With summer here, many college students are taking a break. But there's another group of students ready to work at summer internships. When you have tasks that could be performed by college students, hiring summer interns can give you some valuable temporary assistance.
If you're thinking that hiring a summer intern could also provide you with inexpensive or cheap labor, you'll need to rethink that.
Unpaid internships are becoming less common, and internship salaries in are climbing. According to the National Association of Colleges and Employers (NACE) 2018 Internship & Co-op Survey, the average hourly rate for interns rose 3.7 percent from last year. (The survey was conducted from November 2017 to March 2018 and included 309 NACE employer members.)
—Katie Dow, associate director, talent management, Global Agora
“The days of internships viewed as 'free labor' or an afterthought in a company have ended," says Matt Stewart, co-founder of College Works Painting, which provides house-painting business experience for college students.
With the labor market continuing to tighten, many summer interns are increasingly able to choose the type of internships they'd like.
“Paid internships are more appealing to students, especially with college tuition fees being so high," says Stewart. “Offering a fantastic work experience to summer interns is more important than ever, as well as offering pay—both of which helps lure the best internship applicants."
Making the Most of Summer Interns
“When you offer summer internships, the program should be well-coordinated and designed to bring value to the company and intern," says Stewart. “Treat the internship position as you would any other employment opportunity."
“Summer interns come to work at your company to learn," adds Katie Dow, associate director, talent management at Global Agora, a venture capital firm that launches its own companies and invests in seed-stage, high-growth startups. Dow has managed many paid summer interns.
“When possible, allow summer interns as much exposure to the different aspects of their jobs as possible," says Dow. “By allowing them to determine where their real interests lie, you'll be able to identify their areas of strengths and weaknesses. This will help you make the most of their services."
There are a few additional tactics that can help make hiring summer interns a win-win for everyone.
1. Inquire about college credit.
“It's important to know what the student expects regarding credit," says Dow. “Your company's HR person should also be in touch with the career services office at each college or university where you're actively seeking interns. Ensure the internship requirements align with your company's."
2. Maintain realistic expectations.
“This may be one of the summer intern's first experiences in a professional work environment," says Dow. “Keep that in mind as you manage the intern."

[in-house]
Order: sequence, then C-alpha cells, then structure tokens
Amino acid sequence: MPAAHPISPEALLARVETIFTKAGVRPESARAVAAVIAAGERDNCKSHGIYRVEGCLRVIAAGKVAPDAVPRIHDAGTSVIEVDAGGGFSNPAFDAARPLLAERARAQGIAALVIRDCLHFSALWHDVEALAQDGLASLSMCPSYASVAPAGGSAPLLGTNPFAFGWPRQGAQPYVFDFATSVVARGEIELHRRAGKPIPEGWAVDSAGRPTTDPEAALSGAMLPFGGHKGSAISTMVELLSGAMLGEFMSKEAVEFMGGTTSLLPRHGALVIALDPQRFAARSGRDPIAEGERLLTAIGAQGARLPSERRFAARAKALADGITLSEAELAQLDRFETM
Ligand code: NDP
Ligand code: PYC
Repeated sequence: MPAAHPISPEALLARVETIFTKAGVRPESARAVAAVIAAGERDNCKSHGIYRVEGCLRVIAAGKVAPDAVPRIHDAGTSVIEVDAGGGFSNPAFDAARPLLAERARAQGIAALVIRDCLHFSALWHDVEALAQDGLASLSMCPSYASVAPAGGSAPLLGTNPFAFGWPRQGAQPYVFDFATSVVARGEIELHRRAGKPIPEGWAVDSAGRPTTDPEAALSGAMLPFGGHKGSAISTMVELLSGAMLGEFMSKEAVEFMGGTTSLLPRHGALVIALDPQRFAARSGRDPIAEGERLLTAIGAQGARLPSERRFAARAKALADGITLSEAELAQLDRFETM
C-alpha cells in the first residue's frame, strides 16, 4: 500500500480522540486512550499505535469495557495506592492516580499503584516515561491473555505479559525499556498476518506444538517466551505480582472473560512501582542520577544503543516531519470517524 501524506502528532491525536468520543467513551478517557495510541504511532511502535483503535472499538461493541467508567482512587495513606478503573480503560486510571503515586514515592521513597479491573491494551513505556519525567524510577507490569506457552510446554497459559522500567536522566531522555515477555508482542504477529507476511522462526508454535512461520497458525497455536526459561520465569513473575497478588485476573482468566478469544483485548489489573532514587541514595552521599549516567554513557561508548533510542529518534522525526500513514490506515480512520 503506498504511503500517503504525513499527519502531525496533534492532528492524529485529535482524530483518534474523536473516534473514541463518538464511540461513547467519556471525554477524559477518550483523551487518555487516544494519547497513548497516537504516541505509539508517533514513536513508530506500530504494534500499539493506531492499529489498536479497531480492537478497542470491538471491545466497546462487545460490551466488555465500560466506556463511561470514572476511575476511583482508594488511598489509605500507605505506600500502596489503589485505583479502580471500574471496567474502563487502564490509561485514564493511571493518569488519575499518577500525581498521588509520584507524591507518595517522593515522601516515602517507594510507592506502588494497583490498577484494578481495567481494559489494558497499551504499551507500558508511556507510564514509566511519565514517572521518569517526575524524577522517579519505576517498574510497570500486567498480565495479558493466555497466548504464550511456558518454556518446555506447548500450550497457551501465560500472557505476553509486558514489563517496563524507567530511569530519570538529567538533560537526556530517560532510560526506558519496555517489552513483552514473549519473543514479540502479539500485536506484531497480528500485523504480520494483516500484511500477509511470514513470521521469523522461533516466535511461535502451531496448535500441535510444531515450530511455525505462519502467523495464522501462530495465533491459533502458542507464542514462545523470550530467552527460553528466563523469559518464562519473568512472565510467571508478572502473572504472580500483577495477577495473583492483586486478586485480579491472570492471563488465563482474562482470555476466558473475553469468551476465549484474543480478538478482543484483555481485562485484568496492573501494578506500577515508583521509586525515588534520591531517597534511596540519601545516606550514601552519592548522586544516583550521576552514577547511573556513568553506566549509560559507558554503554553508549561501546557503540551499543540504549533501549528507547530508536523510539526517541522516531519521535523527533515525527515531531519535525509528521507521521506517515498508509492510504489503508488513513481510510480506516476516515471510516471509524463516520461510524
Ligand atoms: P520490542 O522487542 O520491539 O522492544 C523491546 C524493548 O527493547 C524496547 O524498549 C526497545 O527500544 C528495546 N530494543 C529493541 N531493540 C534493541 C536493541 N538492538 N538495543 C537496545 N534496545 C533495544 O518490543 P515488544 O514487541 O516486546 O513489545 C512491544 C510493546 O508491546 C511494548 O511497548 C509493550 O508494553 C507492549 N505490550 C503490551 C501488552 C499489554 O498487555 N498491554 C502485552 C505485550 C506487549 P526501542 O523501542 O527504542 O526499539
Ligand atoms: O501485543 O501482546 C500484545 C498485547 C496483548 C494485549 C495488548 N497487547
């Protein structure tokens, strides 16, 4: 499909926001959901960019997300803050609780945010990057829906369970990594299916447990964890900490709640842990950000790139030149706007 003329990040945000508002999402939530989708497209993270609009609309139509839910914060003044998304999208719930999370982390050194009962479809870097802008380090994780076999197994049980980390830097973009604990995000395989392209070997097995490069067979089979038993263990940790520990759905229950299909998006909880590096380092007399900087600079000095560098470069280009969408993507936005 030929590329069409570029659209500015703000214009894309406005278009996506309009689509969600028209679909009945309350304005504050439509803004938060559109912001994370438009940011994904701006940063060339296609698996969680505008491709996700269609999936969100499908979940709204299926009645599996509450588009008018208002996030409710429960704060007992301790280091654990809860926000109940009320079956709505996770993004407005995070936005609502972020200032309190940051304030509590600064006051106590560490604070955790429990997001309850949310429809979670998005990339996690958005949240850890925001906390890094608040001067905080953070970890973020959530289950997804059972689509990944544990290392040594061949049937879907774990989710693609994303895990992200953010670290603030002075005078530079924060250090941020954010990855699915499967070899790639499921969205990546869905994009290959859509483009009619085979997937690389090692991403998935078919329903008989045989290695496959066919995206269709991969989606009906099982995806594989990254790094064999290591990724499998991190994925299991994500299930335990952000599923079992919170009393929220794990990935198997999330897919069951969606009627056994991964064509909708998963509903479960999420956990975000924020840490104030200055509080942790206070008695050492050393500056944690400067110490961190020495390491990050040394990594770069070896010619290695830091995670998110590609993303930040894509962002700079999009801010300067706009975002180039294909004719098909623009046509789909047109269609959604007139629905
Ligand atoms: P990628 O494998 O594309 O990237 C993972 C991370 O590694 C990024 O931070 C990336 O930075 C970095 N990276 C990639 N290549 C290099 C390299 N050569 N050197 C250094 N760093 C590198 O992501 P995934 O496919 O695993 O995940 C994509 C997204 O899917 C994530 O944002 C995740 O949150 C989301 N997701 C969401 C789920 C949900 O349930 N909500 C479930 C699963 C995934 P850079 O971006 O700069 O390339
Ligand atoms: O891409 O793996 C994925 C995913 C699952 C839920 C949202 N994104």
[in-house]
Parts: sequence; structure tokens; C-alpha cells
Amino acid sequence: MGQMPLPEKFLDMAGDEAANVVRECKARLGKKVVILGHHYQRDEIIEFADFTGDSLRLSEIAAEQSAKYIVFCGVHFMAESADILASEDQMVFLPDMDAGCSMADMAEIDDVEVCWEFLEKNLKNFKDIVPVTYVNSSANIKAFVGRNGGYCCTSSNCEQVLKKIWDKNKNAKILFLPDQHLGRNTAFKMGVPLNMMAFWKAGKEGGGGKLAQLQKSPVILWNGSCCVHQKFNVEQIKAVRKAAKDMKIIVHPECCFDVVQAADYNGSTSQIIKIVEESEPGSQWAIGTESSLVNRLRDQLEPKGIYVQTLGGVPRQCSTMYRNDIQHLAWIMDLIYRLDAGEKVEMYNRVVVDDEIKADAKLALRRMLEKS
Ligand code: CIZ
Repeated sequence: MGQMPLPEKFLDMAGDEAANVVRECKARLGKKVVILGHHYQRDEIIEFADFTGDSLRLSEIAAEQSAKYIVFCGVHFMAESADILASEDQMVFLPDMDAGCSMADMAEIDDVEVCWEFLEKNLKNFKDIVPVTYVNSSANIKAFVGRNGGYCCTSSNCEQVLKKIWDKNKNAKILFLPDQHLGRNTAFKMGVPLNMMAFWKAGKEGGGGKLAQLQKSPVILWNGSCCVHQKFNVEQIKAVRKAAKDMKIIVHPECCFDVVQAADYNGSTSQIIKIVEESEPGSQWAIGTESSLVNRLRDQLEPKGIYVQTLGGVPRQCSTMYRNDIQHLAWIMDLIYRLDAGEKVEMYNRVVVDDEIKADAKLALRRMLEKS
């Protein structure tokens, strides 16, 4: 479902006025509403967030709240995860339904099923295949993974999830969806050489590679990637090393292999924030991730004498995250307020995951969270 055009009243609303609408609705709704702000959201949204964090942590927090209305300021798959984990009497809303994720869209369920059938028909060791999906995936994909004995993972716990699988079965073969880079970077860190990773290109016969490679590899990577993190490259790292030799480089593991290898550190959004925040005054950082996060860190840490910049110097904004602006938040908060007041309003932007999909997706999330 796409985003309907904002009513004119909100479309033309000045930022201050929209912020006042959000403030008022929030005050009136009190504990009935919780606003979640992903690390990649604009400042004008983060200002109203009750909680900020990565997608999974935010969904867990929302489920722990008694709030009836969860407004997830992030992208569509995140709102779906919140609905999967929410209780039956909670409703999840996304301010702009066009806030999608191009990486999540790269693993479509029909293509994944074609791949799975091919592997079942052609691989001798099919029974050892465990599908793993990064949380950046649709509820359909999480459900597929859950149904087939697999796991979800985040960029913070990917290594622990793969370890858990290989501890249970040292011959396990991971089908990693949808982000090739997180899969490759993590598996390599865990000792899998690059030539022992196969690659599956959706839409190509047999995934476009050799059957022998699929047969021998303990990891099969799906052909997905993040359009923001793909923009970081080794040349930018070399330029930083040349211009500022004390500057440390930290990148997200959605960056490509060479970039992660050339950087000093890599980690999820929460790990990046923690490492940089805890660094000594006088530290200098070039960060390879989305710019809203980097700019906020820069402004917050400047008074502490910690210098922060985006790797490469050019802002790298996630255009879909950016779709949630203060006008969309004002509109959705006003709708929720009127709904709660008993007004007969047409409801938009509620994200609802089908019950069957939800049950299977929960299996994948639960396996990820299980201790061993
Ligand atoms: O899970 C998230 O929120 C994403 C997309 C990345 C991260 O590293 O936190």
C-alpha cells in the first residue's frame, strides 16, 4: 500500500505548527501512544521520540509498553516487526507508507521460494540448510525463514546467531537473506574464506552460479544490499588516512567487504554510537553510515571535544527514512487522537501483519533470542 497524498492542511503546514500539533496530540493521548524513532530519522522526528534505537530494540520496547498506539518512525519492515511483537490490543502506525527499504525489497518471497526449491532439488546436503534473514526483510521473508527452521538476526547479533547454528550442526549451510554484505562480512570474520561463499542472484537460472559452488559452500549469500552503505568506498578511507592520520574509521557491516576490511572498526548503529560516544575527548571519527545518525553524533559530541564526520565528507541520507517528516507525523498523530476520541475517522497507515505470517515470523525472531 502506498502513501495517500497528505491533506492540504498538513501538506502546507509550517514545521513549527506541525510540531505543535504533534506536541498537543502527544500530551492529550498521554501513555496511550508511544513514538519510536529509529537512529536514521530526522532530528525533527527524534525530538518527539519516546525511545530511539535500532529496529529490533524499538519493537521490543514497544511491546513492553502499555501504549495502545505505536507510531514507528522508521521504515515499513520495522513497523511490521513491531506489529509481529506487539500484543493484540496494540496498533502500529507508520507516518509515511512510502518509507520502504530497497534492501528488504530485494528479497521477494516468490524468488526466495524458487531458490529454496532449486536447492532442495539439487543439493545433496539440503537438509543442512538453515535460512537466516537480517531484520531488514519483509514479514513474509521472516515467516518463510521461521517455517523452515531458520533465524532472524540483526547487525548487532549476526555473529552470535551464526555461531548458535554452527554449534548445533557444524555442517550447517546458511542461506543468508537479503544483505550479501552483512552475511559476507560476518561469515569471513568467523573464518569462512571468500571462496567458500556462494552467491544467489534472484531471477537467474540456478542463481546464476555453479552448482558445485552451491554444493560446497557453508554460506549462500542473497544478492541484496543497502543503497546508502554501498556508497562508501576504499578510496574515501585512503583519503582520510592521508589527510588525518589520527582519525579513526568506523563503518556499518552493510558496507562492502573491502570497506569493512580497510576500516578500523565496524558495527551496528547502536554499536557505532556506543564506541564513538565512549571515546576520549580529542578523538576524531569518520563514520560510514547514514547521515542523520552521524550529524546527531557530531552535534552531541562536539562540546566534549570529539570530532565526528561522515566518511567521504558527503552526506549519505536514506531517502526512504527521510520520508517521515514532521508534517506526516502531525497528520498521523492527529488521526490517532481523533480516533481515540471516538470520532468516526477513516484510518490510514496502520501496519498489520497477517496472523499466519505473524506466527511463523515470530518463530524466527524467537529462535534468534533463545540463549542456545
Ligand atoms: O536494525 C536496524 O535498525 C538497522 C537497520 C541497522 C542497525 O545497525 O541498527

3. Provide clear direction.
“Give summer interns clear, concise information about responsibilities, and identify the goals of the internship with your managers to make sure you're aligned internally," says Dow.
She suggests providing summer interns with organizational charts of the company, so they understand the inner workings of the business. Before summer interns begin working on projects, she also advises explaining the company's goals and providing clear instructions and training.
4. Check in regularly.
“See that managers schedule weekly check-in meetings when they take the interns to lunch," says Dow. “This will allow management to discuss progress with summer interns and answer questions in a comfortable, casual environment."
5. Discuss the summer intern's goals.
During the interview process, Dow asks summer interns about goals and expectations and why the applicants want to work for the company.
“Are they looking to gain professional work experience, or are they hoping their internship will lead to a full-time position?" says Dow. “If the intern is interviewing at several companies, and the goal is to obtain a full-time job after the internship, you may miss out on a talented applicant if you don't ask the question."
Should You Consider Unpaid Internships?
The criteria for unpaid internships—as outlined by the U.S. Department of Labor—are hard to meet.
First, the experience must be mostly about learning for the intern and to his or her benefit. The employer can't gain any immediate advantages from the intern's work. The intern also can't displace any employees. The internship must provide credits and adhere to the academic calendar. After the internship is over, summer interns aren't automatically entitled to a job. They also can't earn wages for the time spent as an intern.
If you're able to meet those requirements and want to offer an unpaid internship, you may not be able to not attract as many student applicants as you might otherwise, cautions Stewart.
"For unpaid internships, I'd also advise speaking to a labor lawyer," he says. "The criteria is unique in many states. There could be real penalties if the program is not designed properly."
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